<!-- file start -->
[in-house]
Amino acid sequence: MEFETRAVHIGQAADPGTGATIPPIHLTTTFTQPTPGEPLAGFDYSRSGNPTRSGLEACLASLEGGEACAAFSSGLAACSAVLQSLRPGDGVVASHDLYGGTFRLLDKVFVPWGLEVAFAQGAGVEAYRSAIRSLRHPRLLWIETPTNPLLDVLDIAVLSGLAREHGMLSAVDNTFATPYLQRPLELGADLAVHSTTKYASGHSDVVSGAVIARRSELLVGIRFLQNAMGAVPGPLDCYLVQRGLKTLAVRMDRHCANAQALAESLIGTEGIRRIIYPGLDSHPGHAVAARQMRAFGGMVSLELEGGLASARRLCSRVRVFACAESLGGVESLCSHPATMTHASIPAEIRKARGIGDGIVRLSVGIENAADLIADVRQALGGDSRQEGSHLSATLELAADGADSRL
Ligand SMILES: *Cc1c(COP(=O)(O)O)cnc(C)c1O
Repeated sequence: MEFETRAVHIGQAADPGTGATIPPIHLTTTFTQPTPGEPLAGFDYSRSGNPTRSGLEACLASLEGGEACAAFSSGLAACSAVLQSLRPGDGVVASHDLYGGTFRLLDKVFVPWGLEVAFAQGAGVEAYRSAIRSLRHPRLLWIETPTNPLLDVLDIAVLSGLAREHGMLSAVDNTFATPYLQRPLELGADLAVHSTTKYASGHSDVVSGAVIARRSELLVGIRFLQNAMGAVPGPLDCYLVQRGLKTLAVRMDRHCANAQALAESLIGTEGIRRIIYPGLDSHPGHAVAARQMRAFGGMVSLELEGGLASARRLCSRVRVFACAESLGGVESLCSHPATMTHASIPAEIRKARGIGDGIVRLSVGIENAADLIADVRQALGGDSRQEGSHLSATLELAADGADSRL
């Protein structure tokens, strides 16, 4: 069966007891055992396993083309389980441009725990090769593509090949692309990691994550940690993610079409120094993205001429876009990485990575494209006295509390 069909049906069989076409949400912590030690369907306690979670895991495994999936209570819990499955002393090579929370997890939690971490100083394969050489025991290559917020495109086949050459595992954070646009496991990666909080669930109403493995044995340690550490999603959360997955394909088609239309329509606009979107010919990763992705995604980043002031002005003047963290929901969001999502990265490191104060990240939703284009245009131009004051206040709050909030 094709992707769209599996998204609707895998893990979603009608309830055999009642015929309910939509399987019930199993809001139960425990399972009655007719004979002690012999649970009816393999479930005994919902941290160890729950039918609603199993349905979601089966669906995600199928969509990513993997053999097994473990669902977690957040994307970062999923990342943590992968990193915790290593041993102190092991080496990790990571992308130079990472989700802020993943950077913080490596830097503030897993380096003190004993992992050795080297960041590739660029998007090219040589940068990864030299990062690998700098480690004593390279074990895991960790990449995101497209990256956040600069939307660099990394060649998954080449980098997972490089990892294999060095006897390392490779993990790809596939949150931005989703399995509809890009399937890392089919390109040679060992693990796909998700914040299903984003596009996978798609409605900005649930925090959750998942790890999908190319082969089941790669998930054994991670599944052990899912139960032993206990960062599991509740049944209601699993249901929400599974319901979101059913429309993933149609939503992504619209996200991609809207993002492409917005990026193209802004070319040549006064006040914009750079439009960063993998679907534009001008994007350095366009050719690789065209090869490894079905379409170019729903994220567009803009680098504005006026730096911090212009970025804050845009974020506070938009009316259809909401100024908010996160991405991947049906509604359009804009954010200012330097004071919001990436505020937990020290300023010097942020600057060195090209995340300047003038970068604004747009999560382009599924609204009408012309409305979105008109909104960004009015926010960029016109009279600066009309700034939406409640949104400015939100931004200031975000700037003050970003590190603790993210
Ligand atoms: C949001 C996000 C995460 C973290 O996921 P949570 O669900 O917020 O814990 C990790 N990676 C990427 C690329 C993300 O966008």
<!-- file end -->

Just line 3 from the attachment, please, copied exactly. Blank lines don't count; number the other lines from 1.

Ligand SMILES: *Cc1c(COP(=O)(O)O)cnc(C)c1O